[LONDON] Gold is facing a test of strength after an early January rally lifted it back towards a band of resistance above USUS$1,250, a successful break of which could indicate it has bottomed out at its 2014 low.
Spot gold has risen 5 per cent so far this year to a peak of US$1,244 an ounce as wider market volatility prompted investors to buy bullion as a haven from risk, lifting it further from November's 4-1/2-year low of US$1,131.85.
It has struggled to recover since it plunged US$200 an ounce in two days in April 2013, ending a more than decade-long bull run.
Technical analysts, who study past price patterns to determine future ones, say gold will face resistance between its 200-day moving average at US$1,254 and the downtrend from its March 2014 high at US$1,269.
They say that if prices break those levels, they could confirm a base at last year's low. "I suspect that we're trying to base, but we don't have enough evidence to say that we have based yet," Commerzbank's head of technical research Karen Jones said.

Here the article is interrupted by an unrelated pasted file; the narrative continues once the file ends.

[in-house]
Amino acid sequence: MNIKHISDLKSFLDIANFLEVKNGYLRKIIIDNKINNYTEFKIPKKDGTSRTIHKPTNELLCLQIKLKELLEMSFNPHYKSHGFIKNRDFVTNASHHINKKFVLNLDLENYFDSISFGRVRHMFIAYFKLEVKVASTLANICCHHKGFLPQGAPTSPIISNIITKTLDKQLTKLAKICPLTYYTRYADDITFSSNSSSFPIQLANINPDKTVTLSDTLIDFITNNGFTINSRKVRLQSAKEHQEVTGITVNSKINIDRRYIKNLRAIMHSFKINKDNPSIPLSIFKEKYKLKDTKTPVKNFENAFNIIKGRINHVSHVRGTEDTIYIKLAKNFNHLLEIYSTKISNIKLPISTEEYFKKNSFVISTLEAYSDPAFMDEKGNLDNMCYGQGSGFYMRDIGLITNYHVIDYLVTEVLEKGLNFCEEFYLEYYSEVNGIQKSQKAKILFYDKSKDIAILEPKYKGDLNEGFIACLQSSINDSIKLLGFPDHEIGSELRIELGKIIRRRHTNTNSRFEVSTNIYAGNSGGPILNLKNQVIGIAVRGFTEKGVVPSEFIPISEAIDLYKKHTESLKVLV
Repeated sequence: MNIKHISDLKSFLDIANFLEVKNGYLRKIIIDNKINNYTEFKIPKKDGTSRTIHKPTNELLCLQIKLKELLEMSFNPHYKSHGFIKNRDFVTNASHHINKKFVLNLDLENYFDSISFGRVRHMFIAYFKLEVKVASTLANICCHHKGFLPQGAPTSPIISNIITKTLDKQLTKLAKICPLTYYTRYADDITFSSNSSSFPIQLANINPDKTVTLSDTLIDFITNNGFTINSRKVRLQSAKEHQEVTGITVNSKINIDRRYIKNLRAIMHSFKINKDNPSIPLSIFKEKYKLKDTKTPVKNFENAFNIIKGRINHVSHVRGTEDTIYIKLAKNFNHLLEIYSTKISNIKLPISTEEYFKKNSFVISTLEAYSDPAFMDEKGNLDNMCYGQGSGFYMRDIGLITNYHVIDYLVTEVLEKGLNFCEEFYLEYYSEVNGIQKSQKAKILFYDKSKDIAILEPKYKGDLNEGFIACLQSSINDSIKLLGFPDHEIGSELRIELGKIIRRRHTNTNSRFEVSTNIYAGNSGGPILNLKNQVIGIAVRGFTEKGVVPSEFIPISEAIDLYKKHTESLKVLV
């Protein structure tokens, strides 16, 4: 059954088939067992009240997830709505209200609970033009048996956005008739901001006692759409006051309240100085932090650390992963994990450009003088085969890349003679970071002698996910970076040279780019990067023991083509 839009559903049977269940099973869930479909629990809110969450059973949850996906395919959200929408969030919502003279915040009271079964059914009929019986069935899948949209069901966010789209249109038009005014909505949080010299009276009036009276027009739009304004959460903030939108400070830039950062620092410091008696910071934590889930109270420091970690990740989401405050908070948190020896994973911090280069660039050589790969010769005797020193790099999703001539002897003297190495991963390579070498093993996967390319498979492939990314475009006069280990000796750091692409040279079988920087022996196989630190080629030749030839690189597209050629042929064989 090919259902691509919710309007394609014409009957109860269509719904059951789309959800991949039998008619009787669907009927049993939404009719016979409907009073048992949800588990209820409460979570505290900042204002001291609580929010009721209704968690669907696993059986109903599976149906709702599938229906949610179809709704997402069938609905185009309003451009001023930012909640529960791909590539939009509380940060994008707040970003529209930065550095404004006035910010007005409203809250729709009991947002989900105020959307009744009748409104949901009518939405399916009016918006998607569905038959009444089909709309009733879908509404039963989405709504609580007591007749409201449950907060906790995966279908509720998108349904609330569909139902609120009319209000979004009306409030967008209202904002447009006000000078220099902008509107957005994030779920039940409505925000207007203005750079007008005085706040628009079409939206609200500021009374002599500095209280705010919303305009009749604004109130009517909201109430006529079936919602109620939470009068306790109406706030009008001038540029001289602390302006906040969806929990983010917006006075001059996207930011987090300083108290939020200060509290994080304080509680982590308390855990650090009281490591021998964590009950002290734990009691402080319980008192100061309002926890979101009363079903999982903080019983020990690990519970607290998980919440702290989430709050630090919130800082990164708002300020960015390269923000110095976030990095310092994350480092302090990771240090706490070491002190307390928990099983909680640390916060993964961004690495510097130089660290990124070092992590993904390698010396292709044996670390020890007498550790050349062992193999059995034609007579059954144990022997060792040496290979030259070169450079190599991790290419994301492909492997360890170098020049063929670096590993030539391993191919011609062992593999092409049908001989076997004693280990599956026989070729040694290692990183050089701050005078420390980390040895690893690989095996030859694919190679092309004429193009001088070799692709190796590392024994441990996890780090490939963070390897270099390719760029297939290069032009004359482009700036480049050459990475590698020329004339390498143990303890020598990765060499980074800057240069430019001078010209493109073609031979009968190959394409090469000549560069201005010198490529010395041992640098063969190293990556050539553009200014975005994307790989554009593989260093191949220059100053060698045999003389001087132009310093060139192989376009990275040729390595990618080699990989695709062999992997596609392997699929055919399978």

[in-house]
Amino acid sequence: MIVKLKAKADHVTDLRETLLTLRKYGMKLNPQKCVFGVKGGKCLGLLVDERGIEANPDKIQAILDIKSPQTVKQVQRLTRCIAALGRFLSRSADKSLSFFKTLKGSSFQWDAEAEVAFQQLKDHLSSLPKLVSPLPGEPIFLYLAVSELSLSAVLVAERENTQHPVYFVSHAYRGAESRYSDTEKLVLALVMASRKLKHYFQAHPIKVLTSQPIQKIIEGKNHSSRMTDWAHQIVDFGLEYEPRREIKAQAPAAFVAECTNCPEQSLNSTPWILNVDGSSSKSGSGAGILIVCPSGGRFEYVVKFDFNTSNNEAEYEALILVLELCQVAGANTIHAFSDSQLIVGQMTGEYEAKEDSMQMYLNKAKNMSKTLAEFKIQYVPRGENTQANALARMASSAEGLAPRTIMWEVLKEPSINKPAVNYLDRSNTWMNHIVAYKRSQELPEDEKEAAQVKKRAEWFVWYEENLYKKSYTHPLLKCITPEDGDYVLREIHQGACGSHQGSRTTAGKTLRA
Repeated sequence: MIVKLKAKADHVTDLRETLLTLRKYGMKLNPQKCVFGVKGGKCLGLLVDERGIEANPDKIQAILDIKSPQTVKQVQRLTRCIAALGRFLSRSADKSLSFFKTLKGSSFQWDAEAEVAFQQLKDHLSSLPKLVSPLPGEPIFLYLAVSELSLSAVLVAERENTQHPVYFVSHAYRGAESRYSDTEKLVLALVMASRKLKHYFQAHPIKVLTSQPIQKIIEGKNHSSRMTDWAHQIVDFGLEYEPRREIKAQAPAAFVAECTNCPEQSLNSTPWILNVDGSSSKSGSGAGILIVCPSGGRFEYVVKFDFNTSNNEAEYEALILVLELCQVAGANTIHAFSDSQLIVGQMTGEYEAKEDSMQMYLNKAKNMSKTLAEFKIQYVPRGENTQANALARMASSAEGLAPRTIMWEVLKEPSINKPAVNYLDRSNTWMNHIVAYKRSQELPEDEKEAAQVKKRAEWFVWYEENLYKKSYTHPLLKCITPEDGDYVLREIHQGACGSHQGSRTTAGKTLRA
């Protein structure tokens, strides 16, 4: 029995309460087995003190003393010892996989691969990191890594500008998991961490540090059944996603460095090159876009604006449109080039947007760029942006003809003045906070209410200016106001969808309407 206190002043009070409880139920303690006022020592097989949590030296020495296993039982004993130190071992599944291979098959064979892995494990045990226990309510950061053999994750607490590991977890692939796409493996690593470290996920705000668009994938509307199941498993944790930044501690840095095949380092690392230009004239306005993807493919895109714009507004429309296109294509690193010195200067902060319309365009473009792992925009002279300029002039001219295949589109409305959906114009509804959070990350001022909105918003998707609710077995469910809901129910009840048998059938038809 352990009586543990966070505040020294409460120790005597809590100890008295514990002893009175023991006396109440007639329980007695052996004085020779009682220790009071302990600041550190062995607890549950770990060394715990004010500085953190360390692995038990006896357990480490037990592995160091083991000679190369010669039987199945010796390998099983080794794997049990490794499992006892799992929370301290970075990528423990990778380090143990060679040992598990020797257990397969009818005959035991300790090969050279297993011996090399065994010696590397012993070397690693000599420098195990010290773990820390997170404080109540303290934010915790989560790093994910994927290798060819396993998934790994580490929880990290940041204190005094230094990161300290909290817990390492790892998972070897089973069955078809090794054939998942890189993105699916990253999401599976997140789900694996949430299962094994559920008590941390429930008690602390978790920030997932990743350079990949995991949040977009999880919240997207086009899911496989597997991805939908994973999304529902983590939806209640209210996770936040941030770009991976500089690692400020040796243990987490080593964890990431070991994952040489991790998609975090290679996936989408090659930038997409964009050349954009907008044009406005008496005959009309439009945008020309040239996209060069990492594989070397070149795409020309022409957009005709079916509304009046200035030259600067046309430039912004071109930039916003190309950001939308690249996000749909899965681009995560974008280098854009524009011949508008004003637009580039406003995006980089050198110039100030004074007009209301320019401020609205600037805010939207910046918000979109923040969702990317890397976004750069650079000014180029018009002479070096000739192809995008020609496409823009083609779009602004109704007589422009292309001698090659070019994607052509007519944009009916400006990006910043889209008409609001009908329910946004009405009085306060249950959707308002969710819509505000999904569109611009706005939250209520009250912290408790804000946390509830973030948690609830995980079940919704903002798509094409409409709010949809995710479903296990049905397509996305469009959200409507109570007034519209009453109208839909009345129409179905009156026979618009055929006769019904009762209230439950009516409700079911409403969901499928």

"In the first instance, gold would have to close above the downtrend, which is at US$1,269 today."
"In doing that, it would overcome the US$1,240 June low, the 200-day moving average, the 55-week moving average," she said.
"I would need to see a close above there, and then I think you would see it pick up to US$1,318."
That represents the 23.6 per cent Fibonacci retracement of the move down from 2011's record high, she said.
Gold consolidated for much of 2014, ending the year down 1.5 per cent. It held within its narrowest quarterly range since mid-2007 in the last three months of the year, with a high-low spread of just US$75 an ounce.
That may represent base-building necessary for another push higher, independent technical analyst Cliff Green said. "If we can clear the US$1,260 area, the activity that has been going on since October would be confirmed as a reverse 'head and shoulders' type of base, the implication of which would be for a move closer to the US$1,350 area," he said.
While gold is benefiting from market volatility, its status as a commodity makes it potentially vulnerable to a sector rout that has seen copper and oil slide to their lowest since 2009.
That will make upcoming chart resistance harder to overcome, analysts said.
"What I'm suggesting for the moment is that we're going to hold inside the range we've been in since October, either side of US$1,200," independent technical analyst Nicole Elliott said. "That's related to what's going on with other commodities, which are not bullish. Gold would need such a tremendous boost to overcome that, and I'm not sure it's going to find it."